Boys summer basketball tryouts were scheduled to take place one week ago today. Girls club teams already had their tryouts on March 8.
Virtually all summer basketball programs in Nebraska are working on contingency plans because of the crowd limitations caused by the coronavirus pandemic. Some of those plans include suspending activities until at least April 13, providing detailed basketball workouts, setting up accountability groups with players and closing facilities to athletes.
On March 13, the NCAA suspended in-person recruiting through at least April 15. The first NCAA evaluation period for men’s basketball — when college coaches are allowed to watch athletes compete in person or visit their schools — is scheduled for April 16-18.
Virtually all evaluation period events scheduled in April have been postponed. Adidas was planning to bring one of its three events April 24-26 to the Iowa West Field House in Council Bluffs and the Union Bank & Trust Sports Complex in Elkhorn.
There isn’t a specific date when summer basketball programs in Nebraska will begin tryouts or practicing.
“If we were able to play middle of May, what does that look like? And middle of June, what does that look like?” Omaha Sports Academy co-owner and General Manager Bob Franzese said. “While we are anxious to get back on the court, the safety of our athletes, spectators and officials will be of the utmost concern.”
Last summer OSA teamed with Nebraska Elite Volleyball and opened a $10 million, 135,000-square-foot facility that is projected to host up to 400,000 visitors per year.
“We have a big enough facility where we could have a coach or two out there with six or seven athletes,” Franzese said.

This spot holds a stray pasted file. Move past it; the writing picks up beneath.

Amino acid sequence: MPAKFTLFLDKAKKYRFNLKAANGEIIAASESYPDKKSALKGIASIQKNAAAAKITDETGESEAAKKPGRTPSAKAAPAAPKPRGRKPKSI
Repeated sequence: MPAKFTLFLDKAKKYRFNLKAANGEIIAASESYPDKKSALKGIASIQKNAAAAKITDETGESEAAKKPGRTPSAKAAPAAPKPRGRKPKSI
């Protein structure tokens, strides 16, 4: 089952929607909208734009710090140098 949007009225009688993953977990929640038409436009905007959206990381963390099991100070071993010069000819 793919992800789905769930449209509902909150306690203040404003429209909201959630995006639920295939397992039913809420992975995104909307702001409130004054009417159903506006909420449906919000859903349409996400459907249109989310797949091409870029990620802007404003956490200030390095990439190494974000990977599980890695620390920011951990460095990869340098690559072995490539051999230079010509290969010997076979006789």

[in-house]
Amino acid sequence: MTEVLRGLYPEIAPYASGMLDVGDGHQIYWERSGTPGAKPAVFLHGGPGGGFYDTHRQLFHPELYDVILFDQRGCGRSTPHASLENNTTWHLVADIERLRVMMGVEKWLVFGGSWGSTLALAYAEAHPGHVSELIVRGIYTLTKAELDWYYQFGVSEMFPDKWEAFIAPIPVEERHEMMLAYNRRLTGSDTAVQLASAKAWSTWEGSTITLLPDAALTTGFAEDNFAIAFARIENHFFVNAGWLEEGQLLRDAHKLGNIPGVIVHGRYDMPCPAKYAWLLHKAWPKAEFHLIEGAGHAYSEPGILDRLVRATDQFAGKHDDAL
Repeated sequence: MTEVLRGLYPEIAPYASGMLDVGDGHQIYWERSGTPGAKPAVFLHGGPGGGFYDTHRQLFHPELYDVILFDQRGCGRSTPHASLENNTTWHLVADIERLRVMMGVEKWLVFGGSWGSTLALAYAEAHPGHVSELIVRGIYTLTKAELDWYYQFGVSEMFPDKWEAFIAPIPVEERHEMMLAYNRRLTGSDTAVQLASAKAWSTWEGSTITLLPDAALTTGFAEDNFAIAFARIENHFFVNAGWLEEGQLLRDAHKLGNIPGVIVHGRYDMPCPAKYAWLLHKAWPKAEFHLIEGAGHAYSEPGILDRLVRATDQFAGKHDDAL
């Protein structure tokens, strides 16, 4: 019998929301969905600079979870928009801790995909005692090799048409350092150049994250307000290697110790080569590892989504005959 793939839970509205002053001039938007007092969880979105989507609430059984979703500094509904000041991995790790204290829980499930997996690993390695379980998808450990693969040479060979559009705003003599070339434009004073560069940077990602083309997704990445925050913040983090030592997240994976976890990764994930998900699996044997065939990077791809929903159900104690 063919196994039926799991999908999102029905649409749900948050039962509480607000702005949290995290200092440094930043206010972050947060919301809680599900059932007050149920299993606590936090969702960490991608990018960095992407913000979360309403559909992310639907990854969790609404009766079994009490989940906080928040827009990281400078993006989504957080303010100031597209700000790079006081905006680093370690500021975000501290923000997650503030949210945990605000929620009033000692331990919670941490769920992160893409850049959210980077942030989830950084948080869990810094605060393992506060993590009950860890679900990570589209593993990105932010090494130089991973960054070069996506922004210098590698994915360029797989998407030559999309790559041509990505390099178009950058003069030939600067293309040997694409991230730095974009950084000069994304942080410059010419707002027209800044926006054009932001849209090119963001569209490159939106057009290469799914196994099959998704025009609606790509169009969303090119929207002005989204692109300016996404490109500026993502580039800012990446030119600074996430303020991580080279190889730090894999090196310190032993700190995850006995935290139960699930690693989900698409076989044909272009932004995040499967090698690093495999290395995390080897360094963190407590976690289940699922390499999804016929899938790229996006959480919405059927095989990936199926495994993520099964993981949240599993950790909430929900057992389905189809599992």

The Nebraska Attack girls program doesn’t have a facility and is doing everything it can to help athletes in its program be ready when the basketball world resumes.
“We are in constant contact with our kids and families,” Attack director Zach Isherwood said.
The program is working to help fill the void.
“We have given our kids detailed basketball workouts that include different drills. Each drill includes video demonstration, and each week we will add more advanced training and drills building on what we did the prior week,” Isherwood said. “We have also set up a strength training program through Loyalty Training, which includes online video and demonstration for the girls to use. We have also set up accountability groups (five athletes per group) where the girls report to each other on what they did each week. That also helps the girls keep in contact with each other during this difficult time.”
Like others, the Lincoln-based Nebraska Lasers girls program has suspended all youth and high school activity until April 13. It will reevaluate then based on state safety recommendations.
“We are waiting on a response from the NCAA on the spring evaluation schedule and will adjust our high school schedule accordingly,” Lasers director Andy Markowski said. “We suspended families’ payments until June because we are a nonprofit and want families to not worry about finances during these uncertain times.”